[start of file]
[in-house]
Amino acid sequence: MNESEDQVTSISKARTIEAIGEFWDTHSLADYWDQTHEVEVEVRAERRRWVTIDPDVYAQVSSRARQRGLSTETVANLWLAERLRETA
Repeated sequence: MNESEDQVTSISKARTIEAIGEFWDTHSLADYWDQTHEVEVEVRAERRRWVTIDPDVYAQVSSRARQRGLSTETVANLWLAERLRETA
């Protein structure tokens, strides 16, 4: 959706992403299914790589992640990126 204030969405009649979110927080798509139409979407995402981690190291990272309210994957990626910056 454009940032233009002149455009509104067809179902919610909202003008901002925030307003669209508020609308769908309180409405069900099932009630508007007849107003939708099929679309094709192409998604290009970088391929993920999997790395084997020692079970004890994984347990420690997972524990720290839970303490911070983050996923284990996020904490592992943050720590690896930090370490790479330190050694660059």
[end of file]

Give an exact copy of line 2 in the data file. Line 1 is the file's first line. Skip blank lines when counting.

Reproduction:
Amino acid sequence: MNESEDQVTSISKARTIEAIGEFWDTHSLADYWDQTHEVEVEVRAERRRWVTIDPDVYAQVSSRARQRGLSTETVANLWLAERLRETA